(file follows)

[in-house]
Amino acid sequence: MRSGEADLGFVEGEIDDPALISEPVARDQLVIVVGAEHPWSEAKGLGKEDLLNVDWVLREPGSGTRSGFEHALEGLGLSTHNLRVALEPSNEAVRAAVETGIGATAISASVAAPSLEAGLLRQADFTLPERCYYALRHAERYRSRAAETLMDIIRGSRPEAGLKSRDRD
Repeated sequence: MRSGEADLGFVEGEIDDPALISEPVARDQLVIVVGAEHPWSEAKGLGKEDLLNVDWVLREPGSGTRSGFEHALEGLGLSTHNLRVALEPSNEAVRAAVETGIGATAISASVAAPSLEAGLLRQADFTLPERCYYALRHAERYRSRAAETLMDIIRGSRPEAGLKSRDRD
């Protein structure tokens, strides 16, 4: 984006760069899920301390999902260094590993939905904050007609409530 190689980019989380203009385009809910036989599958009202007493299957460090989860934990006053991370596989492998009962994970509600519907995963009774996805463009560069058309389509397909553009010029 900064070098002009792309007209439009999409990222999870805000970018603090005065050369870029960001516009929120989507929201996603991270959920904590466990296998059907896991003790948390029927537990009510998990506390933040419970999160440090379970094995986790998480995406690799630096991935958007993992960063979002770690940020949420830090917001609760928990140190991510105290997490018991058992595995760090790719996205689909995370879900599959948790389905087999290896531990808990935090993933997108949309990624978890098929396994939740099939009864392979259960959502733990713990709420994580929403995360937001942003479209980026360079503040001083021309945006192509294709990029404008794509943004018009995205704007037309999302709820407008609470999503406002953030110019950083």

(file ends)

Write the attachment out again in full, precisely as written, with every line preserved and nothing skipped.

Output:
[in-house]
Amino acid sequence: MRSGEADLGFVEGEIDDPALISEPVARDQLVIVVGAEHPWSEAKGLGKEDLLNVDWVLREPGSGTRSGFEHALEGLGLSTHNLRVALEPSNEAVRAAVETGIGATAISASVAAPSLEAGLLRQADFTLPERCYYALRHAERYRSRAAETLMDIIRGSRPEAGLKSRDRD
Repeated sequence: MRSGEADLGFVEGEIDDPALISEPVARDQLVIVVGAEHPWSEAKGLGKEDLLNVDWVLREPGSGTRSGFEHALEGLGLSTHNLRVALEPSNEAVRAAVETGIGATAISASVAAPSLEAGLLRQADFTLPERCYYALRHAERYRSRAAETLMDIIRGSRPEAGLKSRDRD
């Protein structure tokens, strides 16, 4: 984006760069899920301390999902260094590993939905904050007609409530 190689980019989380203009385009809910036989599958009202007493299957460090989860934990006053991370596989492998009962994970509600519907995963009774996805463009560069058309389509397909553009010029 900064070098002009792309007209439009999409990222999870805000970018603090005065050369870029960001516009929120989507929201996603991270959920904590466990296998059907896991003790948390029927537990009510998990506390933040419970999160440090379970094995986790998480995406690799630096991935958007993992960063979002770690940020949420830090917001609760928990140190991510105290997490018991058992595995760090790719996205689909995370879900599959948790389905087999290896531990808990935090993933997108949309990624978890098929396994939740099939009864392979259960959502733990713990709420994580929403995360937001942003479209980026360079503040001083021309945006192509294709990029404008794509943004018009995205704007037309999302709820407008609470999503406002953030110019950083």